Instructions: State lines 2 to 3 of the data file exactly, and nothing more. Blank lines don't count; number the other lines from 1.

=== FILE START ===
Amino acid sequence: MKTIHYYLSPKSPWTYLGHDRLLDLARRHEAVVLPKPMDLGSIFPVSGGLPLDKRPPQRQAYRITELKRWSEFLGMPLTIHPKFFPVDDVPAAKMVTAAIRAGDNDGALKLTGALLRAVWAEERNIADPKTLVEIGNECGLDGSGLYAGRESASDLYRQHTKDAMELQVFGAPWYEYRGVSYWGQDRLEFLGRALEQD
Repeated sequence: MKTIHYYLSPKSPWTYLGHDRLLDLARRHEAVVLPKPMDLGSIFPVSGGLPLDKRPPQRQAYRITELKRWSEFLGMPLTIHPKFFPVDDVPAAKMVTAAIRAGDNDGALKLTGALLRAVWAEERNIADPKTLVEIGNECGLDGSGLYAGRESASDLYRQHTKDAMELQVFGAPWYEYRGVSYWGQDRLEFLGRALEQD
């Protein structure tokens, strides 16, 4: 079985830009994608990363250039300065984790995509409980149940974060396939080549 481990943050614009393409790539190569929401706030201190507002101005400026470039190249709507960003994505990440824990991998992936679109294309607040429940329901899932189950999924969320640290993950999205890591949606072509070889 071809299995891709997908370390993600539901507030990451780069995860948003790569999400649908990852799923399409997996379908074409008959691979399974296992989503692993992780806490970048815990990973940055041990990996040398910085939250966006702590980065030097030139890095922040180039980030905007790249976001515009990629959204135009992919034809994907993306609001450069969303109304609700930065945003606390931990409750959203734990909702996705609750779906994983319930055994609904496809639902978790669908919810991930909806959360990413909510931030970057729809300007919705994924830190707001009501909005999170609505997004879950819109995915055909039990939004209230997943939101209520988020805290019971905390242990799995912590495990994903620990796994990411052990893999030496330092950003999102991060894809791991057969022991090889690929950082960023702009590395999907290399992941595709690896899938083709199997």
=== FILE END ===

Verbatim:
Repeated sequence: MKTIHYYLSPKSPWTYLGHDRLLDLARRHEAVVLPKPMDLGSIFPVSGGLPLDKRPPQRQAYRITELKRWSEFLGMPLTIHPKFFPVDDVPAAKMVTAAIRAGDNDGALKLTGALLRAVWAEERNIADPKTLVEIGNECGLDGSGLYAGRESASDLYRQHTKDAMELQVFGAPWYEYRGVSYWGQDRLEFLGRALEQD
């Protein structure tokens, strides 16, 4: 079985830009994608990363250039300065984790995509409980149940974060396939080549 481990943050614009393409790539190569929401706030201190507002101005400026470039190249709507960003994505990440824990991998992936679109294309607040429940329901899932189950999924969320640290993950999205890591949606072509070889 071809299995891709997908370390993600539901507030990451780069995860948003790569999400649908990852799923399409997996379908074409008959691979399974296992989503692993992780806490970048815990990973940055041990990996040398910085939250966006702590980065030097030139890095922040180039980030905007790249976001515009990629959204135009992919034809994907993306609001450069969303109304609700930065945003606390931990409750959203734990909702996705609750779906994983319930055994609904496809639902978790669908919810991930909806959360990413909510931030970057729809300007919705994924830190707001009501909005999170609505997004879950819109995915055909039990939004209230997943939101209520988020805290019971905390242990799995912590495990994903620990796994990411052990893999030496330092950003999102991060894809791991057969022991090889690929950082960023702009590395999907290399992941595709690896899938083709199997």